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Show HN: Learn Ruby by Example with Challenges (learneroo.com)
48 points by arikrak on Mar 2, 2014 | hide | past | web | favorite | 18 comments



This might be a fun challenge for experienced rubyists, but I do not think this is a good way to learn Ruby.

I only looked at Ruby Basics, but here's my feedback:

The challenge is to solve: 'true and 0 && !nil and 3 > 2', but this is not a real-life application.

The words 'and' and 'or' should not be used for boolean comparisons, they are intended to be used to join two separate clauses such as "render 'template' and return" in rails.

Comparing a number and bang-nil is not good code. This could actually come to be if you were doing something like: "object.value && !object.value". However, you wouldn't ever want to hardcode "0 && !nil". If you were really checking for nil, you should use "!object.nil?"

I'm afraid that these challenges will teach bad code techniques to newbies who don't know the difference. But again, as someone with more familiarity with Ruby, I think these types of challenges are fun, but if that is the goal there is no need for the tutorial beforehand.


> The words 'and' and 'or' should not be used for boolean comparisons, they are intended to be used to join two separate clauses such as "render 'template' and return" in rails.

Is that true? Because I found a bug in our code recently that was in a line like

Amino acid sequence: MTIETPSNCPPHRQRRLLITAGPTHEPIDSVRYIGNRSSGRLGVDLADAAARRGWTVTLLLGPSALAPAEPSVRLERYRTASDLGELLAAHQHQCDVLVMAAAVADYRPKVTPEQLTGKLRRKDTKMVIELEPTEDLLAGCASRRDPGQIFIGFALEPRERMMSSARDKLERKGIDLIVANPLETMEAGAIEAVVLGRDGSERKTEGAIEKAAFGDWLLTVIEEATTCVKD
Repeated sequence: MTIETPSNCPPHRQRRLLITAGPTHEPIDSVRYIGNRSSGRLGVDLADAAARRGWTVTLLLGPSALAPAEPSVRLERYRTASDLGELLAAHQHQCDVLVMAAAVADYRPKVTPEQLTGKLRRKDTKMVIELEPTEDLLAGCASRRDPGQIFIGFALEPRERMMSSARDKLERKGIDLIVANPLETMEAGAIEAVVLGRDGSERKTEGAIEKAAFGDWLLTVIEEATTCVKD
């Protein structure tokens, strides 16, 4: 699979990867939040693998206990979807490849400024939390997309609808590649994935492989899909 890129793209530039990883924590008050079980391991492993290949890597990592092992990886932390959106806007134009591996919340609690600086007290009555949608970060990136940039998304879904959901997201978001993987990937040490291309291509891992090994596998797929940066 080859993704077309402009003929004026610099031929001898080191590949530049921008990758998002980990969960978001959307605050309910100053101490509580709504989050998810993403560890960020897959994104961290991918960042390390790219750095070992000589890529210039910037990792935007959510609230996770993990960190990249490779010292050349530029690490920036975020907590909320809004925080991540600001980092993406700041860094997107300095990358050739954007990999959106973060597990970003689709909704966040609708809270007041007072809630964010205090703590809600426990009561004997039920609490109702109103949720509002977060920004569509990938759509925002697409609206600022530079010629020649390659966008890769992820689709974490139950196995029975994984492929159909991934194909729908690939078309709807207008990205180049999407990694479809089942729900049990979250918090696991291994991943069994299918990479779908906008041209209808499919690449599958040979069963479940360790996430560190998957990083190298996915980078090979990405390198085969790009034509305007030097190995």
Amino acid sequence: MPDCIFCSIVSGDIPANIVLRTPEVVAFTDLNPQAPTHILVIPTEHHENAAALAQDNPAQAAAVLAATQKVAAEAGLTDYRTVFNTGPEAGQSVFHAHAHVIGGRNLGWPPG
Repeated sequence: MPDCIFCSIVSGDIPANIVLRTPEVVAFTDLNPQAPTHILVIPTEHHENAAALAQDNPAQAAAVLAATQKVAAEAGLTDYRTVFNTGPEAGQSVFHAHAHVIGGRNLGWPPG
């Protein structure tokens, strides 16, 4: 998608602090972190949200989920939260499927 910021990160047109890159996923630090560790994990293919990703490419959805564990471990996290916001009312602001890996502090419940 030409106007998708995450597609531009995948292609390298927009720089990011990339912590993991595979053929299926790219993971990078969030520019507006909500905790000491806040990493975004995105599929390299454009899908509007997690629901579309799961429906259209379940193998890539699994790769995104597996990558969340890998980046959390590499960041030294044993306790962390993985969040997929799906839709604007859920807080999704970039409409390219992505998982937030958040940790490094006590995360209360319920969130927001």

render_error and return

where the return was never getting called because render_error returned false. I don't understand why you would write code like that when you could simply write:

render_error

return

and not have to deal with thinking about whether render_error could ever return a falsey value.


Thanks. The challenge was meant as a way to review the different booleans, instead of 'real code'. I added a warning, but I'll see if other code would be better.


The biggest problem is that the interesting part about this challenge (different precendence) is rather advanced to beginners and is _not even touched_ in the preceding parts.


I don't know Ruby, but this caught my eye:

  true.class #=> TrueClass
  false.class #=> FalseClass
Why would they have two different classes (types?) for what I consider values of a boolean/bit type?


TrueClass and FalseClass aren't exactly "classes" in the usual sense - for instance, `TrueClass.new` throws a NoMethodError.

Under the hood, true and false are singletons - `(1 == 1).object_id` will always be 20. At least in MRI / YARV, that makes booleans much cheaper in terms of memory (a single pointer vs. a pointer + an RObject struct) but means that they don't have their own instance methods.

Keeping the classes separate makes it possible to metaprogram additional behavior onto true and false - for instance, the `blank?` method added by ActiveSupport.


Don't rely on that ;)

Ruby 1.9.3

> (1==1).object_id => 2

> (1!=1).object_id => 0



Ah, made me think of the good ol' days => http://rubyquiz.com/

Although this is definitely more tutorial-ish.


The design of the site looks strange to my eyes. Colors and fonts doesn't make sense. I'm no expert on design so I can't explain why.


Thanks for the feedback. I'm going to try to improve the design this week.


Shoot me a quick hello if you'd like a few suggestions, my username at gmail.


If you use Sublime Text it looks pretty familiar in the context of ruby code.


I don't think that was in reference to the syntax highlighting.


Great! Diving head first into Ruby so this will come in handy.


Is there anything like this for Javascript?


Since it looks like this was pretty popular, I'll make one for Javascript too. Meanwhile, check out the original LearnXinYminutes.





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